Compare and Contrast Reading Teacher Resources

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Third graders compare and contrast the two books, The Three Little Pigs and the Big Bad Wolf and The Three Little Wolves and the Big Bad Pig. Students construct a Venn diagram after reading the two fairy tales.
Second graders analyze differences between fiction and nonfiction texts. In this compare and contrast instructional activity, 2nd graders review texts, discuss similarities and differences, and complete a Venn Diagram.
Take a trip down Pearblossom Highway with this lesson about comparing and contrasting. Using David Hockney's Pearblossom Hwy and another image of the same highway (photograph or other image), students compare and contrast the two artworks showing the same image. They write a descriptive composition based on the images, recognize one-point perspective in artwork, then apply this perspective in a drawing they create. This lesson includes additional extension activities.
Fourth graders examine fairy tales. In this compare and contrast instructional activity, 4th graders read various fairy tales to determine what is alike and different about the stories. 
The last lesson in a series of three lessons, this plan is designed to have young readers further explore fiction and nonfiction books. They will compare and contrast the characteristics of each genre using a Venn Diagram to organize the information they gathered from an activity in a pervious lesson. They should complete this Venn Diagram individually, then share with a partner and finally with the whole class.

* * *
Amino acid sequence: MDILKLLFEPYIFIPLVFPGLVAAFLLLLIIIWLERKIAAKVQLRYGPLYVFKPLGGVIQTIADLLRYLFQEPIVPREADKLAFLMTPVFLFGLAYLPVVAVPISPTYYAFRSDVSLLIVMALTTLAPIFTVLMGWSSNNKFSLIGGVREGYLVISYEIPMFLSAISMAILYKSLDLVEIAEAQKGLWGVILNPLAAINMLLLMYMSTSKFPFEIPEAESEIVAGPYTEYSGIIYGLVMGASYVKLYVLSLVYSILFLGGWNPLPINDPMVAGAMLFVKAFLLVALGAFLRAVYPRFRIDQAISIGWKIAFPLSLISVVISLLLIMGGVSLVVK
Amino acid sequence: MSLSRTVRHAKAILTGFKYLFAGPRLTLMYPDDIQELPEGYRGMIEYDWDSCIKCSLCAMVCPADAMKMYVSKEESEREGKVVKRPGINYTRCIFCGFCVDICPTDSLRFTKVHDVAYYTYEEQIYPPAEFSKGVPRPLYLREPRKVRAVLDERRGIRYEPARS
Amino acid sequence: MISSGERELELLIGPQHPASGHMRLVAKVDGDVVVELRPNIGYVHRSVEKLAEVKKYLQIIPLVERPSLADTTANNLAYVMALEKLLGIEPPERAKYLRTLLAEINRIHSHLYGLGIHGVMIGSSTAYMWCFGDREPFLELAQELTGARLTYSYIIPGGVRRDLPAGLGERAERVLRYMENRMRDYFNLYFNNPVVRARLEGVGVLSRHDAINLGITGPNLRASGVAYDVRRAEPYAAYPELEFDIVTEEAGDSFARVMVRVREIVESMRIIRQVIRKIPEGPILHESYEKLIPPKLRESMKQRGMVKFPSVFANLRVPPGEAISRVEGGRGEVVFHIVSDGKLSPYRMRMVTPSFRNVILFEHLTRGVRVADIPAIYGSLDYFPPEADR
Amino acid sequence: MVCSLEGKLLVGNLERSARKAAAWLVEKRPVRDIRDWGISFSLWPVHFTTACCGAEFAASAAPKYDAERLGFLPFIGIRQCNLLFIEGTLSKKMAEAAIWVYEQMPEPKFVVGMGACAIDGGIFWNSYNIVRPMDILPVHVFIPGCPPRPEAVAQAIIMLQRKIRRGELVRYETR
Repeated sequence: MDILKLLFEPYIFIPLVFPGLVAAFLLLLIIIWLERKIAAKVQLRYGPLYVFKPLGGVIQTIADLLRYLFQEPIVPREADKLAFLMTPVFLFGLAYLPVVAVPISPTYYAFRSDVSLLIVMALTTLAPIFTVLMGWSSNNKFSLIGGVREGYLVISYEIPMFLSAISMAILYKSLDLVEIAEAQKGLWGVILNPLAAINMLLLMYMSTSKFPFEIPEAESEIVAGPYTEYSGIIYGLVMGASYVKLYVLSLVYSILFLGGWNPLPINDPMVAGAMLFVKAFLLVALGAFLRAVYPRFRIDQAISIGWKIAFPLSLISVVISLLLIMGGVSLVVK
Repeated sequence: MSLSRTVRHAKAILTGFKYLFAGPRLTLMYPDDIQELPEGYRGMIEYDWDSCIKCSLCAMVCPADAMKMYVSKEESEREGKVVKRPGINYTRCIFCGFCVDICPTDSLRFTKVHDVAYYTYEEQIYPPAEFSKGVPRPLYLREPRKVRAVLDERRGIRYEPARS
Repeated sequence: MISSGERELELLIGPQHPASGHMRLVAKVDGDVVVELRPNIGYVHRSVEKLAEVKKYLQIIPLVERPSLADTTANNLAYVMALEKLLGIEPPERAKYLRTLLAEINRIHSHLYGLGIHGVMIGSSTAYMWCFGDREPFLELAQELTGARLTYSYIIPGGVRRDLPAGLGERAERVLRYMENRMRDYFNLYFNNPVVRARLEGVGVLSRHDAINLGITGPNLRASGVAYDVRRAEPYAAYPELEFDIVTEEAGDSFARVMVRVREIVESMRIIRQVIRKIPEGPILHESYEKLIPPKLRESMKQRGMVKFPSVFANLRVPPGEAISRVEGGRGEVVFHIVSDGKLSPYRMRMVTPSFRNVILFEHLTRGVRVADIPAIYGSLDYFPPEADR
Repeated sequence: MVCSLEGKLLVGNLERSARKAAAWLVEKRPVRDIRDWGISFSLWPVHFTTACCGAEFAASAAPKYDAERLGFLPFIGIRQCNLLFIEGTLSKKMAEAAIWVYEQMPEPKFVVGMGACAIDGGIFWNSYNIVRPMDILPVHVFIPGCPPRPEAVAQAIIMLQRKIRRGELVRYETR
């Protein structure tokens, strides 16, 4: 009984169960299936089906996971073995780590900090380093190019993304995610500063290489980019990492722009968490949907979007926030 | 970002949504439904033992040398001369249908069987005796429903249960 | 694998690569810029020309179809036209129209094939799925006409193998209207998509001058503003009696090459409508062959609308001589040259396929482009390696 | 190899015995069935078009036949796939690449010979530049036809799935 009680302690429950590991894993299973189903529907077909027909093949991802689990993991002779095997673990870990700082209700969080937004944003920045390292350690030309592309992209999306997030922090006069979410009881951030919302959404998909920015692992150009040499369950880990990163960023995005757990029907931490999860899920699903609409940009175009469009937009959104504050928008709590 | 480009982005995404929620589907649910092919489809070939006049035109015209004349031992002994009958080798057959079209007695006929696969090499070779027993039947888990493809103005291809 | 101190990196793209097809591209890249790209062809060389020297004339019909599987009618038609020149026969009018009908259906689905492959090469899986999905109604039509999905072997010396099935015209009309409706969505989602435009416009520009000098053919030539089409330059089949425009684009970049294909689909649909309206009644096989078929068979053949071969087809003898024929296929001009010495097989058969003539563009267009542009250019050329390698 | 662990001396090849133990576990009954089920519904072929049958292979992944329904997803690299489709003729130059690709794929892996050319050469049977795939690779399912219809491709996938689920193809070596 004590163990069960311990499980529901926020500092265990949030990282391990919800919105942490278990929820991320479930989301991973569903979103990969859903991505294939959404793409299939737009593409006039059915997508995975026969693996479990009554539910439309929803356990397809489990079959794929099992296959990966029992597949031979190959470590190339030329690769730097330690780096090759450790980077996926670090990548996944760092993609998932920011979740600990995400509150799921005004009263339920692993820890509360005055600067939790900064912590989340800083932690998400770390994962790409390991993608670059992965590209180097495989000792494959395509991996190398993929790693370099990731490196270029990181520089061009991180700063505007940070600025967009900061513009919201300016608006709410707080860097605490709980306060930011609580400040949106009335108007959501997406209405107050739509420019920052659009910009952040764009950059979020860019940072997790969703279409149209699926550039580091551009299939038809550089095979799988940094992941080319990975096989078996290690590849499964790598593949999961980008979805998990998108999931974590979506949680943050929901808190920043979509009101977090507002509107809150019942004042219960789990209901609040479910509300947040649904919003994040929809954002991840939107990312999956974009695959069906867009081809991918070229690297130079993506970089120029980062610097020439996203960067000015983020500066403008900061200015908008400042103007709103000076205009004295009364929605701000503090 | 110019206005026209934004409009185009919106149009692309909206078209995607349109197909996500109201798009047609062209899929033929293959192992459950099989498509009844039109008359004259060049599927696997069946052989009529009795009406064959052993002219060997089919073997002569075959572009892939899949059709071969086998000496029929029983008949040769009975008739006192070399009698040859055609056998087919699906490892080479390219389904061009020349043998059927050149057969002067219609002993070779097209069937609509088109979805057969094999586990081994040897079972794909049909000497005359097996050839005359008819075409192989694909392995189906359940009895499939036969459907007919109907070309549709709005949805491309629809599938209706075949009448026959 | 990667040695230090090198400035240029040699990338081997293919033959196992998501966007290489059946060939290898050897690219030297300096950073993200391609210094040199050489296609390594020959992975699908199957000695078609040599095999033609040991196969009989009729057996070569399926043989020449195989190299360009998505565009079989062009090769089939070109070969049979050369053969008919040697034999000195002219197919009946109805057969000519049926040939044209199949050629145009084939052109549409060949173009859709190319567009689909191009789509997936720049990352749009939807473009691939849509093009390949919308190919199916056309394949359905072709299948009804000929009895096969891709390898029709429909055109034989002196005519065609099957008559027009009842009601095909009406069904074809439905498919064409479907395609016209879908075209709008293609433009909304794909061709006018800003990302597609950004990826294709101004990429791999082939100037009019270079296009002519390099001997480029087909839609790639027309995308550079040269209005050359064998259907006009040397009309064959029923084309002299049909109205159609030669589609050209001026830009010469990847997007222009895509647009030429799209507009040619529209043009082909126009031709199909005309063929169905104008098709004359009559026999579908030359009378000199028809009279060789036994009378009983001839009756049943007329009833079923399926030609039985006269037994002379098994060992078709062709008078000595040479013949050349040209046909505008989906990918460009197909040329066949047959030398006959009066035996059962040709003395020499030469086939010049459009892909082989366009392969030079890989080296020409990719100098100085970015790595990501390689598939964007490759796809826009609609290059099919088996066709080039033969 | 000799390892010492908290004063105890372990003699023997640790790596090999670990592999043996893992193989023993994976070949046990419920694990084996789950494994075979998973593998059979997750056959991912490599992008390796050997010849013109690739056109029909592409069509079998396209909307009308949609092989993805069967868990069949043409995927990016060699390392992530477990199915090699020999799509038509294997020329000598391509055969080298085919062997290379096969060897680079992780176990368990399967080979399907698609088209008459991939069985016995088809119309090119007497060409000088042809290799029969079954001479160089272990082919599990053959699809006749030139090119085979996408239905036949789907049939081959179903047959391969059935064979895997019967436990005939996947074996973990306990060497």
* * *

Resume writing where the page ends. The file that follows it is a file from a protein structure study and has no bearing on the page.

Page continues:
In this compare and contrast learning exercise, students read the 5 words in a list and write "duck" on the line if the word refers to a duck, "duckling" if it refers to a duckling, and "both" if it tells about both.
Second graders read and compare two versions of Cinderella. In this compare and contrast instructional activity, 2nd graders use a Venn Diagram to record comparisons between Cinder Edna and Cinderella. Students write a paragraph using those similarities and differences. 
Third graders compare and contrast. In this compare and contrast lesson students find similarities and differences between two characters from a fiction book. Students use a graphic organizer.
Practice writing compare and contrast essays in your class by starting out with a Venn diagram. A sample that can be expanded upon is provided here. After your writers have completed the guided practice, have them write individual essays on more complex topics. The idea listed in the lesson relates to an earlier lesson on the same site. Materials are included, but can only be viewed by signing in. An account is free.
Work with your class to fill out this Venn diagram. Pupils can compare and contrast any two things and then write a short paragraph about the relationship demonstrated in their diagram. Use the worksheet to examine two characters, events, ideas, etc., and spend some time analyzing the relationship between the two.